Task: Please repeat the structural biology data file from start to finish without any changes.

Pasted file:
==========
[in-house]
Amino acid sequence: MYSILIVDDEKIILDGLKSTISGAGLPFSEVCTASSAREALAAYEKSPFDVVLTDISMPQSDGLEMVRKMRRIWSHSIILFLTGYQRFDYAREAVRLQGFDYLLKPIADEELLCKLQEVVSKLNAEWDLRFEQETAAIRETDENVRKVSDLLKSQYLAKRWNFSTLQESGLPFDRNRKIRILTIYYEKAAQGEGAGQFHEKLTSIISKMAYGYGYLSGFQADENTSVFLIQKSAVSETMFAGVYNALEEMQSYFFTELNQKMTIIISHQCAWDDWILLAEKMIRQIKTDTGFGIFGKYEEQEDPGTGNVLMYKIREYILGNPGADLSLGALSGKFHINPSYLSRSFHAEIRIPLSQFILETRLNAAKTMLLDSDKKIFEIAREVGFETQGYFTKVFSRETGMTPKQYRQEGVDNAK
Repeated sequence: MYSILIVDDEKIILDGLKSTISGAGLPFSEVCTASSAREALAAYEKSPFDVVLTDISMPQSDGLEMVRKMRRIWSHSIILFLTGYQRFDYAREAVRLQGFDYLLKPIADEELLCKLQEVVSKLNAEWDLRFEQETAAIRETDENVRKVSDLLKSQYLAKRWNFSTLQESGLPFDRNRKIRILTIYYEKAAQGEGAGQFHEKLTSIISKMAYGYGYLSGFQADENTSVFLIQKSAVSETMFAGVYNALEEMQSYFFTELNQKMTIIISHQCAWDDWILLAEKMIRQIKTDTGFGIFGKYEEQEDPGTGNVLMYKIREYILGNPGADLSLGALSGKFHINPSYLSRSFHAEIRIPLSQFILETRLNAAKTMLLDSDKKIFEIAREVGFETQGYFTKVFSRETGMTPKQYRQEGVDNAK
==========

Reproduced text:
[in-house]
Amino acid sequence: MYSILIVDDEKIILDGLKSTISGAGLPFSEVCTASSAREALAAYEKSPFDVVLTDISMPQSDGLEMVRKMRRIWSHSIILFLTGYQRFDYAREAVRLQGFDYLLKPIADEELLCKLQEVVSKLNAEWDLRFEQETAAIRETDENVRKVSDLLKSQYLAKRWNFSTLQESGLPFDRNRKIRILTIYYEKAAQGEGAGQFHEKLTSIISKMAYGYGYLSGFQADENTSVFLIQKSAVSETMFAGVYNALEEMQSYFFTELNQKMTIIISHQCAWDDWILLAEKMIRQIKTDTGFGIFGKYEEQEDPGTGNVLMYKIREYILGNPGADLSLGALSGKFHINPSYLSRSFHAEIRIPLSQFILETRLNAAKTMLLDSDKKIFEIAREVGFETQGYFTKVFSRETGMTPKQYRQEGVDNAK
Repeated sequence: MYSILIVDDEKIILDGLKSTISGAGLPFSEVCTASSAREALAAYEKSPFDVVLTDISMPQSDGLEMVRKMRRIWSHSIILFLTGYQRFDYAREAVRLQGFDYLLKPIADEELLCKLQEVVSKLNAEWDLRFEQETAAIRETDENVRKVSDLLKSQYLAKRWNFSTLQESGLPFDRNRKIRILTIYYEKAAQGEGAGQFHEKLTSIISKMAYGYGYLSGFQADENTSVFLIQKSAVSETMFAGVYNALEEMQSYFFTELNQKMTIIISHQCAWDDWILLAEKMIRQIKTDTGFGIFGKYEEQEDPGTGNVLMYKIREYILGNPGADLSLGALSGKFHINPSYLSRSFHAEIRIPLSQFILETRLNAAKTMLLDSDKKIFEIAREVGFETQGYFTKVFSRETGMTPKQYRQEGVDNAK